Study suggests acidification leads to an increase in calcium in the shells of shrimps

The Scripps Oceanographic Institution reports, 1st June 2015: A new study by Scripps Institution of Oceanography at UC San Diego researchers reveals that more carbon dioxide in seawater could lead to more calcium in shrimp exoskeletons and a decrease in their transparency.

The study appears in the 1st June issue of Scientific Reports, an open access journal published by Nature.

Researchers collected red rock shrimp from the water around Scripps Pier and compared their exoskeletons (shells) for chemical composition as well as transparency between animals kept in control and reduced pH conditions.

Shrimp rely on their shells to cover, support, and protect their internal soft bodies. Rock shrimp also use transparency between patches of colours to camouflage themselves from predators. The results of this study indicate that ocean acidification may adversely impact the rock shrimp’s biomechanical properties and its ability to avoid predators either through camouflage or escape behaviour.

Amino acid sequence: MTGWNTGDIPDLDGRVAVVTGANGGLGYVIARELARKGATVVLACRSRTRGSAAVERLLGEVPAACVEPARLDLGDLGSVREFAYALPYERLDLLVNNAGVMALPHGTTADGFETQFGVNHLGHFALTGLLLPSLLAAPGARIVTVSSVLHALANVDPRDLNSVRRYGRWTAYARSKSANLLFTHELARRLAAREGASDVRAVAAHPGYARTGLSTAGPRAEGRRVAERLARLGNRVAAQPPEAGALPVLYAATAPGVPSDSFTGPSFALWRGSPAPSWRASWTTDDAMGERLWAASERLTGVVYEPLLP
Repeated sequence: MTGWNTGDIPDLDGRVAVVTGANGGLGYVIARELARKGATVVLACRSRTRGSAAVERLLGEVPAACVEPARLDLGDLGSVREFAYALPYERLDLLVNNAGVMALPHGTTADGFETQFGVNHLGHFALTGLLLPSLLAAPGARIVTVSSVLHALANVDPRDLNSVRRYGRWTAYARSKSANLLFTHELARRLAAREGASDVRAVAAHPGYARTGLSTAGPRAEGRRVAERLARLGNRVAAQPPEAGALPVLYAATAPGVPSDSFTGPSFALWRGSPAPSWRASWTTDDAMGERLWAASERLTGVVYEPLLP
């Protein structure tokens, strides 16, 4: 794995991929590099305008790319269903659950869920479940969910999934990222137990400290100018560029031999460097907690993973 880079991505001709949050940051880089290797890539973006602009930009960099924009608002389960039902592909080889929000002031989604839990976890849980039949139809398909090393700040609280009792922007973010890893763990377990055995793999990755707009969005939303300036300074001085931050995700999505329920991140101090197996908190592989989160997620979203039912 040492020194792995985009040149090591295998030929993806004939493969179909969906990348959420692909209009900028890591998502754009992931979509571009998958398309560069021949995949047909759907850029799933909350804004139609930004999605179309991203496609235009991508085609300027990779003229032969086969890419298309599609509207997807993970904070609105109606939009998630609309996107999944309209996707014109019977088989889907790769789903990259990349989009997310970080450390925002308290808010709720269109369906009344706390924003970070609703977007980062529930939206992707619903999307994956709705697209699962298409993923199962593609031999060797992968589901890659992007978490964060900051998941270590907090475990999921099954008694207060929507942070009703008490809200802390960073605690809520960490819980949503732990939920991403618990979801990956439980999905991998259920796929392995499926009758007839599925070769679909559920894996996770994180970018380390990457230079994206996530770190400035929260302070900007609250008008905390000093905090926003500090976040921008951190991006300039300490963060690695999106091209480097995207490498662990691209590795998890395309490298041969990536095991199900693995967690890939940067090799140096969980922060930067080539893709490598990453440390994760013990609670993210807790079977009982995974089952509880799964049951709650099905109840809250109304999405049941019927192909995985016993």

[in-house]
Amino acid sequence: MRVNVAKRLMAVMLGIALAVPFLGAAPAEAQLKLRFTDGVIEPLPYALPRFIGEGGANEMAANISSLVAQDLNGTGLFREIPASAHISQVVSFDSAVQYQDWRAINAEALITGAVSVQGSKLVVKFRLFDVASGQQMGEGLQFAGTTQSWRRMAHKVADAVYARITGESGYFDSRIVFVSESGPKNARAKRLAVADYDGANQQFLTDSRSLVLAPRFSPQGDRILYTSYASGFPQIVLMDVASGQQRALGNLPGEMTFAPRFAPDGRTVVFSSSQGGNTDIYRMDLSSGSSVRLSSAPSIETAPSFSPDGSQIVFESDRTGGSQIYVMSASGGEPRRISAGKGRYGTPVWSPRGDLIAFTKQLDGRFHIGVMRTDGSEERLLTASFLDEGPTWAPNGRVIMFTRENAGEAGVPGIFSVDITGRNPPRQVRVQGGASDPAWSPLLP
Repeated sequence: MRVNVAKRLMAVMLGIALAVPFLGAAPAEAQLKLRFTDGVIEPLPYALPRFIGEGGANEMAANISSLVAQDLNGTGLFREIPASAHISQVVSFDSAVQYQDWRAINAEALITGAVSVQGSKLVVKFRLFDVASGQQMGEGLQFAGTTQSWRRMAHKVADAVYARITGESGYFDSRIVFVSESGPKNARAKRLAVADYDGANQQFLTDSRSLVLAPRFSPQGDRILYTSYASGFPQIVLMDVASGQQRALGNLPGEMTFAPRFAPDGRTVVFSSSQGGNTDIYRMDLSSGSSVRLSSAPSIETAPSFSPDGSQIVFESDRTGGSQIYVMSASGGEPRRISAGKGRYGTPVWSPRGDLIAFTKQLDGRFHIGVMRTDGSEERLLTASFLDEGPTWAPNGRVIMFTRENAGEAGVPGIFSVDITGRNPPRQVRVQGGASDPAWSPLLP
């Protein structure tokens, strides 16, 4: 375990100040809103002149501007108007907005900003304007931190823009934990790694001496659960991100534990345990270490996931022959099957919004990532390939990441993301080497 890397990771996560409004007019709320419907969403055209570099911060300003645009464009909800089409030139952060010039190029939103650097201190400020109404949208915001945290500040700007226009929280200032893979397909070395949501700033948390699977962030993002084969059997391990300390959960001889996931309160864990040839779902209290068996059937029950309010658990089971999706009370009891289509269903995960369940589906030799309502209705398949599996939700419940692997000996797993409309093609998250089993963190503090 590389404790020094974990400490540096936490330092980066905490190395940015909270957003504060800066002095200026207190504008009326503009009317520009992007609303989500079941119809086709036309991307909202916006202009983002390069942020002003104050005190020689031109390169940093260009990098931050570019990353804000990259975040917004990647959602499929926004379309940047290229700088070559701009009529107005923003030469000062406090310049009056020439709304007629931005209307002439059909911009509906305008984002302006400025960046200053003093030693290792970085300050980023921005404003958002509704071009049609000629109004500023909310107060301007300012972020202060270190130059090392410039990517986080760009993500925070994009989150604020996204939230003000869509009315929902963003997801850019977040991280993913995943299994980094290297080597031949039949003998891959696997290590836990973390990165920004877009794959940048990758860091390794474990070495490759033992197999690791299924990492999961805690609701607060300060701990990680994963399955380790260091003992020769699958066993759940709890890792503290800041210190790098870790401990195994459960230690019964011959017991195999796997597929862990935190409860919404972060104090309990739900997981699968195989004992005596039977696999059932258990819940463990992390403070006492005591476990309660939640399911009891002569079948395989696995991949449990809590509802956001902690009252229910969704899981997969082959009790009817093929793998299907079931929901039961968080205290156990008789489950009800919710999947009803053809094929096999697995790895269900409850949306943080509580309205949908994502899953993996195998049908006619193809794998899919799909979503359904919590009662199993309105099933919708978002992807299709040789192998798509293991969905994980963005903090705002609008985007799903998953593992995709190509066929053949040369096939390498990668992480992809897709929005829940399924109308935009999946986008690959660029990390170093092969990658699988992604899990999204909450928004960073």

Previous Scripps Oceanography studies have indicated potentially negative effects of ocean acidification on juvenile rockfish and fish ear bones.  This is the first study to examine the effects of lower pH on shrimp transparency, exoskeleton structure, and chemistry.

Source: Scripps Institution of Oceanography, 1st June. For further details see

Please do share this

  • Facebook
  • Twitter
  • Delicious
  • StumbleUpon
  • Add to favorites
  • Email
  • RSS